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Singlespeed & Fixed Gear "I still feel that variable gears are only for people over forty-five. Isn't it better to triumph by the strength of your muscles than by the artifice of a derailer? We are getting soft...As for me, give me a fixed gear!"-- Henri Desgrange (31 January 1865 - 16 August 1940)

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Old 10-19-08, 03:39 AM   #1
garth
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American Classic super light hubs

A friend of mine who I meet up weekly with at the track has a new Jamis Sonik. His wheelset supposedly weighs 1600 gms. His American Classic rims are listed at the same weight as my Mavic Open Pros and although he has less spokes I couldn't see how his rim set could weigh 400 grams less than the ones I built up. I have the standard high flange Formulas which I consider to be functional and maybe slightly heavy but when I checked the specs a pair of Formulas weigh 250 grams more than a pair of high flange American Classics. Now I know that weight in the hub is less important for a spin up than weight in the rim but how is it even possible to manufacture a hub which is so much lighter for a given function? Aluminum is aluminum and steel axles are steel axles ... could the American Classics be defying the basic rules of physics? These things actually weigh less than some vintage premium low flange hubs I have on my road bikes.

(note - I did reduce the weight of my wheelset almost 30 grams by cutting off the excess axle width that stuck out on either side of the rear track nuts but that still leaves his hubset weighing 220 grams less than a pair of Formulas),

Garth
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Old 10-19-08, 05:52 AM   #2
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Is that claimed weight or actual weight on the AmClassic wheels. If it's claimed they probably left out all the hardware/nuts as well as the rim tape. It's pretty common for companies to leave out stuff like that when they weigh their product. Frame manufacturers do it all the time by leaving out the derailleur hanger, integrated headset cups, seat collar, and anything else (some times even weighing a frame prior to paint). The bottom line is don't worry about it. You have a solid functional wheelset that will most likely be completely trouble free while your friends is made by American Classic so it always has two strikes against it.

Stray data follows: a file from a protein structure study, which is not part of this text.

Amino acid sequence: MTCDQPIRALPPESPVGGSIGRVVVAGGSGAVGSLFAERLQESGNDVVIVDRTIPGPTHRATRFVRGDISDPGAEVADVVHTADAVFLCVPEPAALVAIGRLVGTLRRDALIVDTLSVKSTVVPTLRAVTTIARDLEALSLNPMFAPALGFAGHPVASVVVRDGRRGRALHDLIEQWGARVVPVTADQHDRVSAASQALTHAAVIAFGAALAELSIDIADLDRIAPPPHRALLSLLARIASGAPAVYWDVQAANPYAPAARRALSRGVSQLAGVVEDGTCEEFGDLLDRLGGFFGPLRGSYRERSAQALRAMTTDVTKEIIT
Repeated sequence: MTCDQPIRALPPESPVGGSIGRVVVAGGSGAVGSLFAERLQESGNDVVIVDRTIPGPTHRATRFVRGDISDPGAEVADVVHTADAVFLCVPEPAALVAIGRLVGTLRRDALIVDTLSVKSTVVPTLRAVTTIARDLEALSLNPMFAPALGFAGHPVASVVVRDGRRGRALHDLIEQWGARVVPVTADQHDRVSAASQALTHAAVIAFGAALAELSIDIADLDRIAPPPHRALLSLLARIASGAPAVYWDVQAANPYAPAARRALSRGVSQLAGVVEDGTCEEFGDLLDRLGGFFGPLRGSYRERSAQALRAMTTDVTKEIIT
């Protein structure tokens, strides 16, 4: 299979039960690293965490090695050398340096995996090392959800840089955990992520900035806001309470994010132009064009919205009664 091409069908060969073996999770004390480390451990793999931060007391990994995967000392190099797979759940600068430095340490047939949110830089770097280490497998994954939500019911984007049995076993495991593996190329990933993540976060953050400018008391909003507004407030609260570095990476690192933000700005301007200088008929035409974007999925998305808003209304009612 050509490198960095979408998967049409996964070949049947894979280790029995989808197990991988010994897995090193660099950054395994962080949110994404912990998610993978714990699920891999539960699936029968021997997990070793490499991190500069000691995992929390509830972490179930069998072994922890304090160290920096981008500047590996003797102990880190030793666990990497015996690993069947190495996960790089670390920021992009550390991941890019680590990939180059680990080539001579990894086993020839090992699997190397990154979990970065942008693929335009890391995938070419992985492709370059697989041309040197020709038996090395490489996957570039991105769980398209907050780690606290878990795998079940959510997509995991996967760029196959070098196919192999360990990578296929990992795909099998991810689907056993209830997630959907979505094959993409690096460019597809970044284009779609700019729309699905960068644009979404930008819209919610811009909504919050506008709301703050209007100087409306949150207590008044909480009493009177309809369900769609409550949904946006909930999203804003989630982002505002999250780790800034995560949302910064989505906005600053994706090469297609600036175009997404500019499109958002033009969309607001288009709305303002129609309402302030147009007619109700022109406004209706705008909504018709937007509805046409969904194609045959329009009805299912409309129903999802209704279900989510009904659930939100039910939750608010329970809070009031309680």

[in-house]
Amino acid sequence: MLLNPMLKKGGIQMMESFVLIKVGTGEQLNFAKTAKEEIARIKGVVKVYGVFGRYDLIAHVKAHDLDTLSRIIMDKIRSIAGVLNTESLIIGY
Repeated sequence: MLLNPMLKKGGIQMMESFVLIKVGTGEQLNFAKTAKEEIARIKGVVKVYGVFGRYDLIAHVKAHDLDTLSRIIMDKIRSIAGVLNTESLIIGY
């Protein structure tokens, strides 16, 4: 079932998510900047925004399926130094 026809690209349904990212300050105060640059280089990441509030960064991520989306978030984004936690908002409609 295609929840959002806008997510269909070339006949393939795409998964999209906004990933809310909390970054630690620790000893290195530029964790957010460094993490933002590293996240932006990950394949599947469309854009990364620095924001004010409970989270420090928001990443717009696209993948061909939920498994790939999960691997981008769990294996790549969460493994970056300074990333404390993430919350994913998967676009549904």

It might have alloy nipples too. That makes more difference than you would think.
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Old 10-19-08, 06:49 AM   #3
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The A/C track wheels do use alloy nipples... and while they save weight the longevity of the nipple can come into question.

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You have a solid functional wheelset that will most likely be completely trouble free while your friends is made by American Classic so it always has two strikes against it.
What do you mean? I've heard of one or two horror stories, but no more than any other company...
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Old 10-19-08, 06:54 AM   #4
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I have always found American Classic wheels to be on the finicky side, be it truing, bearing adjustment, or (in the case of geared wheels) the need for more attention given to the freehub. They are not awful but I would never own them myself.
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Old 10-19-08, 07:55 AM   #5
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You get what you pay for with boutique (yes that's what AC's are) wheelsets that emphasize weight savings above all else. Who cares how much the hub cares anyways. If you were a weight weenie you'd be more concerened about weight where it really matters, namely the rim/tube/tire/rim tape area.
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Old 10-19-08, 10:32 AM   #6
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Originally Posted by bradenCBC View Post
I have always found American Classic wheels to be on the finicky side, be it truing, bearing adjustment, or (in the case of geared wheels) the need for more attention given to the freehub. They are not awful but I would never own them myself.
there's a dude in boston who rides 'em 420s downtown. they apparently hold up for him. also: i've been hit while riding on 420s, the bike was sent catapulting, and the wheels came out alright.

just sayin'.
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Old 10-19-08, 12:11 PM   #7
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Go buy lottery tickets. You seem to be lucky.
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